a summary of the history of urban planning and development in tehran

5 07 2007

[By Shawhin]

In order to better understand development and planning in Tehran, I found it helpful to get a sense of the where Tehran started and how it got to where it is today.  Most of the information in this post is summarized from a paper by A. Madanipour, who is a professor in the department of architecture at NewCastle University.  His paper is titled “Urban Planning and Development in Tehran”.

 This summary list highlights important events in Tehran’s planning/development, chronologically from the past to the present.  All dates are given in CE = AD = ‘milady’:

  • Tehran starts as a village outside the ancient city of Ray
  • 1553  Construction of the city walls (square shaped) and a bazaar in Tehran – the first major planning effort in Tehran
  • 1785 Tehran is selected as the Qajar capital – the city grows from 15,000 inhabitants at the end of the 18th century to about 150,000 by the 1860’s
  • 1868 to 1880 New (octagonal shaped) city walls are built encompassing larger area and more of the new population, new central square, bank, institute of technology, hospital, etc, etc
  • 1910 Municipality set up after Constitutional Revolution of 1906 (“enghelabeh mashrootiat”)
  • 1925 (through 1979) Administrative centralization, development of transportation network, integration of regions into a national market under Pahlavi rule
  • 1930’s Road widening for motor vehicles – destruction of much of historic urban fabric; boulevards built in place of old city walls; major street network developed to support movement of goods, services, military, centralization of power, strengthening of market economy. 

“Embracing the market economy divided the city along lines of income and wealth, while new cultural fault lines emerged along lifestyle and attitude towards tradition and modernity.  Rich and poor, who used to live side by side in the old city, were now separated from one another in a polarizing city.  Moreover, modernizers welcomed living in new neighborhoods … while traditionalists continued to live and work in the older parts of the city.  Ever since, these economic and cultural polarizations – and their associated tensions – have characterized Iran’s urban conditions.” (Madanipour)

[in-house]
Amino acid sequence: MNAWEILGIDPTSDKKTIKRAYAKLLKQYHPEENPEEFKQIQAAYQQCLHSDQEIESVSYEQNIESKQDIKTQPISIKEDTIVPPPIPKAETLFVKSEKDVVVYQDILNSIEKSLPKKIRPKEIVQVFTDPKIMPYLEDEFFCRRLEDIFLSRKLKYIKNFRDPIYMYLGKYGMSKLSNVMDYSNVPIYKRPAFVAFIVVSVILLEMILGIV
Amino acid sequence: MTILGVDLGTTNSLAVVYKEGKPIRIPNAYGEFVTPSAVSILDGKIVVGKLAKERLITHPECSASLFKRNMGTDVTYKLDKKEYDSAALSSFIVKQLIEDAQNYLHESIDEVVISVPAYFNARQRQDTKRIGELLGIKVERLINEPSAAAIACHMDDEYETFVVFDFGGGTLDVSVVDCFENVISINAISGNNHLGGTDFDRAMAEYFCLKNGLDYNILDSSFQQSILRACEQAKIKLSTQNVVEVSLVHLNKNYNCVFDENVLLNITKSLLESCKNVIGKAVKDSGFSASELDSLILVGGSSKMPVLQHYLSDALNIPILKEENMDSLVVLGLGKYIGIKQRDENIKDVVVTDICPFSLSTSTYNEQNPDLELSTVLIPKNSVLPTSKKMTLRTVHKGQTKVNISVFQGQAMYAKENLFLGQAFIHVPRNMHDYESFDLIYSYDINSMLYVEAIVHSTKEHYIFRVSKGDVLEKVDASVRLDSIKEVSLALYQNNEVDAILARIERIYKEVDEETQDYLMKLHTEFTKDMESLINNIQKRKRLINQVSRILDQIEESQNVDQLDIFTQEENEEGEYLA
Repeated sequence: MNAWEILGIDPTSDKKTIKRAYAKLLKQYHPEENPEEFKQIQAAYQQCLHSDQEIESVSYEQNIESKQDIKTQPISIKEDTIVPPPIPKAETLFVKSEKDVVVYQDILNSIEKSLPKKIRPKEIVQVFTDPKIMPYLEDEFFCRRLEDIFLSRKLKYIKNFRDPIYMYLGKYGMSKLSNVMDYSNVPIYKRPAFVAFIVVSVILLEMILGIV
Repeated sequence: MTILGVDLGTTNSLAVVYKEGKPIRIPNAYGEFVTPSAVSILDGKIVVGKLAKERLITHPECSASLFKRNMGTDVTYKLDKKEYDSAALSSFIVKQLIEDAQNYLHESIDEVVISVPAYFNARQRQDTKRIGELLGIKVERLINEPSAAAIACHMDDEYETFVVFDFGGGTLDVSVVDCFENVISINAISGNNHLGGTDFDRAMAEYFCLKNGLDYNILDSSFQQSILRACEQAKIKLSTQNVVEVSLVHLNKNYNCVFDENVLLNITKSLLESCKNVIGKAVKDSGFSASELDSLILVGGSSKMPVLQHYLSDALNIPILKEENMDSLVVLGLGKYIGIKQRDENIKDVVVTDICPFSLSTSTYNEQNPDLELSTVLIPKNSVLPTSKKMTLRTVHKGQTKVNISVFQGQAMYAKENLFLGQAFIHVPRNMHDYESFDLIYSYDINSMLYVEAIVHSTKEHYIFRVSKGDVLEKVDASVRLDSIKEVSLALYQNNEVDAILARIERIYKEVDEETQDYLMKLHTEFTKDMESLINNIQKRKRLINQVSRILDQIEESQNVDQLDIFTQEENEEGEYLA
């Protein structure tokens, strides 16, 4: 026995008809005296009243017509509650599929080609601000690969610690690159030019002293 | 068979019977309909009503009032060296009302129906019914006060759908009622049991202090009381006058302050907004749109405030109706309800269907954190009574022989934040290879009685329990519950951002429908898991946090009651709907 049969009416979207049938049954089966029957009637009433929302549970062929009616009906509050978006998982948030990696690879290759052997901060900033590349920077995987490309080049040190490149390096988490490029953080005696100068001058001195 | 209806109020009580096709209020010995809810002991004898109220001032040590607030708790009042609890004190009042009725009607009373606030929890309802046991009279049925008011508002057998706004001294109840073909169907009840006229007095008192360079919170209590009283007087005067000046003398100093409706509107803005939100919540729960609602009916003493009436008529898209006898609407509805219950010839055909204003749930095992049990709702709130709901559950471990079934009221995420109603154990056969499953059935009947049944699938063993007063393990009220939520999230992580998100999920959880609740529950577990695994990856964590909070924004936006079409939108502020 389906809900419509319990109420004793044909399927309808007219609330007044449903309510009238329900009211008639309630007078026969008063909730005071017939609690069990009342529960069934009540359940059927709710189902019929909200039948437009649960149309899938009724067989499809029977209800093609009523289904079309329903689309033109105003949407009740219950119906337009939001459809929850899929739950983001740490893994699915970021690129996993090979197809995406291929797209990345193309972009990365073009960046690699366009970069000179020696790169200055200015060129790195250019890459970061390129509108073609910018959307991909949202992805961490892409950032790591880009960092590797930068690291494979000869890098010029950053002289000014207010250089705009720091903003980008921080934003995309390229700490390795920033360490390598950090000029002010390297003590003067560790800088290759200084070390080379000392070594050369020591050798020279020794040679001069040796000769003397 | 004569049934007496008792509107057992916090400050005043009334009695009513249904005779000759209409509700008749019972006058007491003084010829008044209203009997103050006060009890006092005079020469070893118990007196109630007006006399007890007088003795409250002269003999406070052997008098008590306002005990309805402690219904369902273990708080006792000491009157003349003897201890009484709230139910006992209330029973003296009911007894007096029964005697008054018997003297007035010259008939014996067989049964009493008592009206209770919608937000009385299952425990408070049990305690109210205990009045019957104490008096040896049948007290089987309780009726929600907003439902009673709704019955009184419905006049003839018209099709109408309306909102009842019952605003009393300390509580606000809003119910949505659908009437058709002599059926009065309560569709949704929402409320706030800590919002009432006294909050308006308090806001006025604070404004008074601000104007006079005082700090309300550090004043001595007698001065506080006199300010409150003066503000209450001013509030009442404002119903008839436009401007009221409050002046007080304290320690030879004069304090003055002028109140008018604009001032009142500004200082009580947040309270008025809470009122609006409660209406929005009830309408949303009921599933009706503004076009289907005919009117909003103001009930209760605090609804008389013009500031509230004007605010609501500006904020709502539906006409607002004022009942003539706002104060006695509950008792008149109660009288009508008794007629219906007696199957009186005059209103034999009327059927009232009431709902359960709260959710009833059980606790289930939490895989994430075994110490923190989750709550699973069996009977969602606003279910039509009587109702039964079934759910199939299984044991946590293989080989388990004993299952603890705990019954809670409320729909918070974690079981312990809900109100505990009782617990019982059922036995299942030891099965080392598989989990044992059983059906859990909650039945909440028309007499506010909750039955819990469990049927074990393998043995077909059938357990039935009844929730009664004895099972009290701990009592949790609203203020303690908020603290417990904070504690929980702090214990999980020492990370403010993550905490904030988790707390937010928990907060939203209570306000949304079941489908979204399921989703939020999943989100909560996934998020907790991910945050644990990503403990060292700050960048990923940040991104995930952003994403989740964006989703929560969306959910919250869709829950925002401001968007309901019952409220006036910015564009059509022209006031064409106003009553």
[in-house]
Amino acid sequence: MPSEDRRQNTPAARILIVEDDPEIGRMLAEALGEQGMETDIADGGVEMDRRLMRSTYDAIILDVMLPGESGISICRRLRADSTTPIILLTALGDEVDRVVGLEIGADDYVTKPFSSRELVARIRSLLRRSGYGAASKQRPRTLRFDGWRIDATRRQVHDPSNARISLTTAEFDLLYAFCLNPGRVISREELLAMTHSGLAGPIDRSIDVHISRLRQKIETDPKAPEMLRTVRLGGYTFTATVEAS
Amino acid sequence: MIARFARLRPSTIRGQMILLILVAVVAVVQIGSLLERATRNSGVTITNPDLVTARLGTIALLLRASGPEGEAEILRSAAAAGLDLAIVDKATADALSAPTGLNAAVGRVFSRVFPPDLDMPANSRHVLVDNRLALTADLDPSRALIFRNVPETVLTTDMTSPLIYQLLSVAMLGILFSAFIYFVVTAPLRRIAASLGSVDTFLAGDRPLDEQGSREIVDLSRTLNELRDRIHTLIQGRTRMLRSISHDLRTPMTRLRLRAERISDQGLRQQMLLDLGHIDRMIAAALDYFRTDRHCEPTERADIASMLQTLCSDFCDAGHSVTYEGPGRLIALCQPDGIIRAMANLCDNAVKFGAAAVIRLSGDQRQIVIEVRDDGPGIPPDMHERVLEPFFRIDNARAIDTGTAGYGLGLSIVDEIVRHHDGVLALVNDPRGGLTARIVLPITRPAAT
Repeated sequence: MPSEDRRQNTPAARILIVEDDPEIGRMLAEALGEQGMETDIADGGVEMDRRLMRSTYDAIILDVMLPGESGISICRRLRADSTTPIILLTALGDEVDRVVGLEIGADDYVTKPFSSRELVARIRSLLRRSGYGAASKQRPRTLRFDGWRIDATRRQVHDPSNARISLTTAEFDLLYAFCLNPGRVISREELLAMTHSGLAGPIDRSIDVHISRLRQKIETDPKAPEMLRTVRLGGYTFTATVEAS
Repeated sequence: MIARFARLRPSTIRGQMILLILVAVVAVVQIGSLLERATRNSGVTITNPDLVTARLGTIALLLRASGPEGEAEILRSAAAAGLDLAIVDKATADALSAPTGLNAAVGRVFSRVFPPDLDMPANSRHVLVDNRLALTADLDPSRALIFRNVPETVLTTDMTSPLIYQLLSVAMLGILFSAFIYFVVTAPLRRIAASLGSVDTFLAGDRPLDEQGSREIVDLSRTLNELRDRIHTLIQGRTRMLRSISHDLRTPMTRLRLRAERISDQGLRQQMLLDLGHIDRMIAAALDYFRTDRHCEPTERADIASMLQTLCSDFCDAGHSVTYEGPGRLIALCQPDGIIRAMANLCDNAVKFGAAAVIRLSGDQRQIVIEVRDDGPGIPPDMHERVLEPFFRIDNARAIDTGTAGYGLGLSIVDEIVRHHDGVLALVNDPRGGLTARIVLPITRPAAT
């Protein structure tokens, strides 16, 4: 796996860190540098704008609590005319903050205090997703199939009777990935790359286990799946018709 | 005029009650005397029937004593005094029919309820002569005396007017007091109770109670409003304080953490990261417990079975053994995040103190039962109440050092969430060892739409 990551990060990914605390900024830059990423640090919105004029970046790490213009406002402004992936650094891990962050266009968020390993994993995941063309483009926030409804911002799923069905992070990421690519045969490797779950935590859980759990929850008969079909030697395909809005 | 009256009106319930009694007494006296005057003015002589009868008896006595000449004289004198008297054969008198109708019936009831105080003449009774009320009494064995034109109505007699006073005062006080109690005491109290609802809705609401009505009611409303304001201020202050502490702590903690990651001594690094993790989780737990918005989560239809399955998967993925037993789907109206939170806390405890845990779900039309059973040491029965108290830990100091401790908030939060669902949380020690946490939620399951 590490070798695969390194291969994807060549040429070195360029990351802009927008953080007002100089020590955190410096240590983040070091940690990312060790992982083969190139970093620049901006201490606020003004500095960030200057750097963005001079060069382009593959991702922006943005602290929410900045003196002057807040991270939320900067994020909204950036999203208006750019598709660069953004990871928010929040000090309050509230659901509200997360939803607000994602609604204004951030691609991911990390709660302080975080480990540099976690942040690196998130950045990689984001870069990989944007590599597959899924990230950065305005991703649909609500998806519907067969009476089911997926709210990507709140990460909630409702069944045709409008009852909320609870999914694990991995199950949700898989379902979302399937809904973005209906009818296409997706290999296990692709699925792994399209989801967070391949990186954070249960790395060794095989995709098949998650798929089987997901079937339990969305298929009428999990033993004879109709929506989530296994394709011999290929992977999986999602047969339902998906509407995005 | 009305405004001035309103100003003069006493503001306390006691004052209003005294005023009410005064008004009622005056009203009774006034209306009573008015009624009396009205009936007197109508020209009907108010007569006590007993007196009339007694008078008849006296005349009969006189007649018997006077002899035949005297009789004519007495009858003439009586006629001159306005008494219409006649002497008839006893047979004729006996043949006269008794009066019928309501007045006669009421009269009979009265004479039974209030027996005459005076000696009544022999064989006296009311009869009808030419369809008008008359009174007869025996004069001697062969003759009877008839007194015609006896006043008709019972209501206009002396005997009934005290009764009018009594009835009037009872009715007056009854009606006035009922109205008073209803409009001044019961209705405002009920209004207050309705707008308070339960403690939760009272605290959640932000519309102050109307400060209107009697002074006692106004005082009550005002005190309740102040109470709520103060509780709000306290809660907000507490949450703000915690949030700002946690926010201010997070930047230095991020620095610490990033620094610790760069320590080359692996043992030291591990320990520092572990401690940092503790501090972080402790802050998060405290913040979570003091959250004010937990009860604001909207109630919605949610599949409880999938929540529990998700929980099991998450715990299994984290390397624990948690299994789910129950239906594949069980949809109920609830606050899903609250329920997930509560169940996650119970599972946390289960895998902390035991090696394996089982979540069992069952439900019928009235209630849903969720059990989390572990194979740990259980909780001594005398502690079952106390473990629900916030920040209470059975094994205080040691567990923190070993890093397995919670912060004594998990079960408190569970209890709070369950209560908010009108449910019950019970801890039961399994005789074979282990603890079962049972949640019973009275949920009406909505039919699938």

• Tehran grows from 310,000 people in 1932 to 700,000 in 1941
  • Post World War II – urban expansion is based on “under-regulated, private-sector driven, speculative development.”
  • 1956 Tehran grows to 1.5 million inhabitants; and in 1966 to 3 million
  • 1962 Deputy Mayor of Tehran states “the buildings and settlements have been developed by whomever has wanted in whatever way and wherever they have wanted… [where the city was] in fact a number of towns connected to each other in an inappropriate way.”
  • 1966 Municipality Act allows framework for forming the Urban Planning High Counsel… and eventual development of Tehran Comprehensive Plan in 1968, which identifies Tehran’s planning problems (i.e. tehranshake.com of the 60’s!!).
  • 1986 post-revolution population reaches 6 million inhabitants
  • Tehran Comprehensive Plan of 1968 dies in 1991.
  • New plan for 1986-1996 is put together by Iranian consultant consortium “A-Tech”.  A-Tech’s plan was approved in 1993 by the Urban Planning High Counsel but was not in favor with the municipality of Tehran.
  • 1996-2001 Municipality of Tehran produces own strategic plan called Tehran Municipality’s First Plan, or “Tehran 80”
  • Developers allowed to build taller than permitted buildings by paying fines to municipality in what is known as “selling density,”  rapidly changing the face of Tehran, especially in the north
  • Late 1990’s democratic reform brings back elected city council
  • 2001 Tehran Charter published by new council focuses on sustainability and democracy and recognizes Tehran’s big planning problems:
  • Work on a strategic plan continues today

 Just to note: this list is not exhaustive, but gives an outline of developments through today.  Madanipour’s paper gives a lot more insight and develops the plot really well: http://www.sciencedirect.com/science?_ob=ArticleURL&_udi=B6V9W-4KYY417-1&_user=10&_coverDate=12%2F31%2F2006&_rdoc=1&_fmt=&_orig=search&_sort=d&view=c&_acct=C000050221&_version=1&_urlVersion=0&_userid=10&md5=33abbfaaa1599c09f68fcbaee242876b

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One response

6 07 2007
Negar

Bachehaa,
I’m not sure if this is exactly relevant to urban planning, but “Jafar Shahri’ Has a number of books about Tehran. It may not be technical, but to learn about Tehran and its history, I think those should be very interesting. (There are references to him on the “Tehran” article in the book “Lost Wisdom”.

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